Sea level rise is caused by two factors related to global warming: the added water coming from the melting of land ice, and the expansion of sea water as it warms up (thermal expansion). During the period 2003-2008 the average rate of sea level rise has been 2.5 mm/yr, a smaller scale than the period 1993-2003 (3.1 mm/yr). The contribution of different factors involved in sea level rise has changed in the latest period, so for the period 2003-2008 80% of the sea level rise is due to the contribution of the polar ice sheets and mountain glaciers melting while thermal expansion contributed 50% of sea level rise for the period 1993-2003 (Cazenave et al. 2008). Future changes in the climate will accelerate the sea level rise. The IPCC did not include the full dynamic ice sheet responses in their projections, so its estimated sea level rise from 18-59 cm by 2100 is considered as conservative (WWF 2008). However, estimations from assessments and ice loss projections in Greenland and in West Antarctica suggest a sea level rise from 0.8 to 2 meters by 2100 (Pfeffer et al. 2008).
Find out more:
- AMAP. (2011) Snow, Water, Ice and Permafrost in the Arctic (SWIPA): Climate Change and the Cryosphere. Arctic Monitoring and Assessment Programme (AMAP), Oslo, Norway. Xii + 538pp.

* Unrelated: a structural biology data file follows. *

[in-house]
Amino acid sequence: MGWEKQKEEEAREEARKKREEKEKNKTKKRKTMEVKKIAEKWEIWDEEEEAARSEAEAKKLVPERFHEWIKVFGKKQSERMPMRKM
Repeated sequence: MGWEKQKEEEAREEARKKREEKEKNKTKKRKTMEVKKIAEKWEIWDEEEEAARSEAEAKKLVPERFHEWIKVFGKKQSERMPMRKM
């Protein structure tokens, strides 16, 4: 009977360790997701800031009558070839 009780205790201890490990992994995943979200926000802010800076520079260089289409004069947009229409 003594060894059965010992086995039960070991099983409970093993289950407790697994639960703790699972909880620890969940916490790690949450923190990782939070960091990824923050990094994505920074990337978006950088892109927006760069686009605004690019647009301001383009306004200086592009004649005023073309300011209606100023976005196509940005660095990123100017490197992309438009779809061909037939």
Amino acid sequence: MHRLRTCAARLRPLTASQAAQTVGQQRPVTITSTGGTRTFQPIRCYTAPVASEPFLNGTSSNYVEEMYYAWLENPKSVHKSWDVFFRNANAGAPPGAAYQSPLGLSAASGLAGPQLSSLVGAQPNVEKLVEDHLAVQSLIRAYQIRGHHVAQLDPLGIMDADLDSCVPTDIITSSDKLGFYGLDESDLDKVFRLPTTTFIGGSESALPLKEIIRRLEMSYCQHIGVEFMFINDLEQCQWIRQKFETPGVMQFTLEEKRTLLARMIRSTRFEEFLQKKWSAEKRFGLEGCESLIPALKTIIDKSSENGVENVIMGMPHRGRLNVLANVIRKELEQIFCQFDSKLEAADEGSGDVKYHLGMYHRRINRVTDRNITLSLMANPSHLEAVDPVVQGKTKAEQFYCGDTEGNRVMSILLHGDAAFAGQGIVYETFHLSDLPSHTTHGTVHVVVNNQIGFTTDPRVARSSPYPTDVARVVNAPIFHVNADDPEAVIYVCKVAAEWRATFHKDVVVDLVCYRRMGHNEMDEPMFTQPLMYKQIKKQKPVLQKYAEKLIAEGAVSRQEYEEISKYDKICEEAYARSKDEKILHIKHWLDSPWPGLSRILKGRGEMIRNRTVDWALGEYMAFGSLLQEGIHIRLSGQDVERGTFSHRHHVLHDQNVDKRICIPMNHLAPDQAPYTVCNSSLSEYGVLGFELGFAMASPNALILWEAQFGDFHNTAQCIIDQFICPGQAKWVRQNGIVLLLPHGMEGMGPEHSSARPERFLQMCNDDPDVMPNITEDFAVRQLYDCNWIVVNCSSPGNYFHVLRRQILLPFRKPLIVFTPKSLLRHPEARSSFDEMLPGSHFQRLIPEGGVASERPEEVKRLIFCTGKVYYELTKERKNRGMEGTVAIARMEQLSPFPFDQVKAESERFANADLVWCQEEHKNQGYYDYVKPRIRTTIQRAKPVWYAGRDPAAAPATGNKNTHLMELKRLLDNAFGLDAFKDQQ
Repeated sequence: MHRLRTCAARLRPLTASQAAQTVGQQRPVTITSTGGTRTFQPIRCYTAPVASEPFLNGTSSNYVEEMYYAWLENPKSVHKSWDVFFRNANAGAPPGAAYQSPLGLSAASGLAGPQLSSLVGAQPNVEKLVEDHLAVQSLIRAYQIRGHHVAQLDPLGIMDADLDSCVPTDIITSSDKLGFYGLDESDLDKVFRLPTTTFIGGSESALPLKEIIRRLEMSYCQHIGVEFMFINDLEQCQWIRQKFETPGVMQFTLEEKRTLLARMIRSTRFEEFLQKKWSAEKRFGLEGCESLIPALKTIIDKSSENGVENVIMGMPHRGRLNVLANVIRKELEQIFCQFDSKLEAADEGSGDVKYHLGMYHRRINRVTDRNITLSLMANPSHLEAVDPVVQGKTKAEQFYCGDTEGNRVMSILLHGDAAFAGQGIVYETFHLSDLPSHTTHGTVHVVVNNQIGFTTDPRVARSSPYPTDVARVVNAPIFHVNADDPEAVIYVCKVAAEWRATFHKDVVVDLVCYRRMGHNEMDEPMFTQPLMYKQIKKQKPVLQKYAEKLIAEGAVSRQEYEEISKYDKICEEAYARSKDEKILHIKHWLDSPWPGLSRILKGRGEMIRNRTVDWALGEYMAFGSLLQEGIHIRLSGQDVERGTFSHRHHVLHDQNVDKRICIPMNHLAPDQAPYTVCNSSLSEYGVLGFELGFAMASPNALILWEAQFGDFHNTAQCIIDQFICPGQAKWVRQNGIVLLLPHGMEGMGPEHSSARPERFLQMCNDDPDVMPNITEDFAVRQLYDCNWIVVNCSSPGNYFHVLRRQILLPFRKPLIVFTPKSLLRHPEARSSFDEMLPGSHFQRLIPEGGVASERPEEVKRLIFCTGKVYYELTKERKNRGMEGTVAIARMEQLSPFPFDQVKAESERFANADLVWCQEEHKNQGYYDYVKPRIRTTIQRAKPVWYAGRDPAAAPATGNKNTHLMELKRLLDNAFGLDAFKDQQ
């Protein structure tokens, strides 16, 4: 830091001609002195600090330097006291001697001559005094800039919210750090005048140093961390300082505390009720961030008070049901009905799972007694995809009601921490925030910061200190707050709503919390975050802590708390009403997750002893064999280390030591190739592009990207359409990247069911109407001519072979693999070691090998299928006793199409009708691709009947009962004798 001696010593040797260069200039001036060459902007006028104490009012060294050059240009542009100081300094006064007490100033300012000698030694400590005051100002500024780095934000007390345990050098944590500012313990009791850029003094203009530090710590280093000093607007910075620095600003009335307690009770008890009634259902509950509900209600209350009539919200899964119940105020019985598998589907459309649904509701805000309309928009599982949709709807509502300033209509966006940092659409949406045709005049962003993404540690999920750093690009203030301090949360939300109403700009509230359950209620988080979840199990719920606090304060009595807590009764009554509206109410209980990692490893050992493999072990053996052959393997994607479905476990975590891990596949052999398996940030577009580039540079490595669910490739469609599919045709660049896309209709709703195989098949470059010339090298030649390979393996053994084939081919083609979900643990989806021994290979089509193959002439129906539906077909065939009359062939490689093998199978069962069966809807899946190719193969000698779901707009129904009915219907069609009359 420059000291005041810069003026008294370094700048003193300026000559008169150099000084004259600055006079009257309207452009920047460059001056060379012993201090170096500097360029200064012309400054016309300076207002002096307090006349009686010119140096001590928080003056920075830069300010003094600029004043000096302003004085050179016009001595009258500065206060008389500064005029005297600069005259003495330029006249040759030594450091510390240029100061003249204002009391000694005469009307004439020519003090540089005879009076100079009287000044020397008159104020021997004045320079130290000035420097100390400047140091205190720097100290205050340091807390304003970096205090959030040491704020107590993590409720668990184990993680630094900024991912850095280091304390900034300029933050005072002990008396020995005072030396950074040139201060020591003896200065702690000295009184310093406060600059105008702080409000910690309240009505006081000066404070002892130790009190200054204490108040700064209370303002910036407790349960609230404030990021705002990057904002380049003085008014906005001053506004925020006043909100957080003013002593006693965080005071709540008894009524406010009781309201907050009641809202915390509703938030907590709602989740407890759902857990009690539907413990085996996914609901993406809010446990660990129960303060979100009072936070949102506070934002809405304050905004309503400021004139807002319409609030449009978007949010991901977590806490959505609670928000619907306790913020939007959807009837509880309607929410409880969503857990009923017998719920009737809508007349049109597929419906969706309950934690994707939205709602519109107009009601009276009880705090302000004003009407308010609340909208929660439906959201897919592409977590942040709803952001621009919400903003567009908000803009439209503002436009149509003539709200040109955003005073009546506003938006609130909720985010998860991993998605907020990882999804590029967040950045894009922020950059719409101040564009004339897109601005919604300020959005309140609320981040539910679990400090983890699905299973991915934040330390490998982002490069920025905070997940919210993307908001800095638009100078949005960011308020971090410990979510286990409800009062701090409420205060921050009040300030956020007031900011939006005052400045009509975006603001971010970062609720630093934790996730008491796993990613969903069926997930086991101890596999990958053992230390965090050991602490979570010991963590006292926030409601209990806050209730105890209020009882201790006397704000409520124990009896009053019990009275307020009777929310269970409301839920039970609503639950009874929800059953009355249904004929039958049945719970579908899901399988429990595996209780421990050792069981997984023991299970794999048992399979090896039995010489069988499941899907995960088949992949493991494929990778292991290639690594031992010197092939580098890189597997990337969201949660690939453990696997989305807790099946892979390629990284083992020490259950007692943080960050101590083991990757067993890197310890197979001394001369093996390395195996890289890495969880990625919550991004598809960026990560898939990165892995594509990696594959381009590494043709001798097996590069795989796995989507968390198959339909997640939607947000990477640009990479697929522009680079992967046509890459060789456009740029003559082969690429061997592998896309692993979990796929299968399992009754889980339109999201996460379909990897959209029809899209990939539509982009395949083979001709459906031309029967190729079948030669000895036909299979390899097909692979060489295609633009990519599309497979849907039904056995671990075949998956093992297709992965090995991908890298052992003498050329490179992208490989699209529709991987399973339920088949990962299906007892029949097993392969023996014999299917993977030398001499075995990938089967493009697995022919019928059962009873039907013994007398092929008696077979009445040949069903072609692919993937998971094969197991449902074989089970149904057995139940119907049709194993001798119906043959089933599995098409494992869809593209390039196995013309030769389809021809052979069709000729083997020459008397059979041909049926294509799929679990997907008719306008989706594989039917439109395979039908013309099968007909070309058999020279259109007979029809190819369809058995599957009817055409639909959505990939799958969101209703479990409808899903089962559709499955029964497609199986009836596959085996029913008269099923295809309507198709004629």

- AMAP, 2012. Arctic Climate Issues 2011: Changes in Arctic Snow, Water, Ice and Permafrost. SWIPA 2011 Overview Report. AMAPs 2011 assessment of the Arctic Cryosphere (the SWIPA assessment) updates information presented in the 2004/5 Arctic Climate Impact Assessment.
- Hallegatte, S., Green, C., Nicholls, R.J. and Corfee-Morlot, J. (2013) Future flood losses in major coastal cities. Nature Climate Change 3, 802–806 (2013) doi:10.1038/nclimate1979
- National Snow and Ice Data Centre (NISDC)
- NOAA Sea Level Rise and Coastal Flooding Impacts Viewer
- Pfeffer W. et al. 2008. Kinematic Constraints on Glacier Contributions to 21st- Century Sea-Level
- Rahmstorf, S., Cazenave, A., Church, J. A., Hansen, J. E., Keeling, R. F., Parker, D. E. and Somerville, R. C. J. (2007) Recent climate observations compared to projections. Science 316: 709.
- Rignot,E., Velicogna,I., van den Broeke,M.R., Monaghan, A. and Lenaerts, J. (2011) Acceleration of the contribution of the Greenland and Antarctic ice sheets to sea level rise
- World Bank (2010) Turn down the Heat. Why a 4 degree centigrade warmer world must be avoided.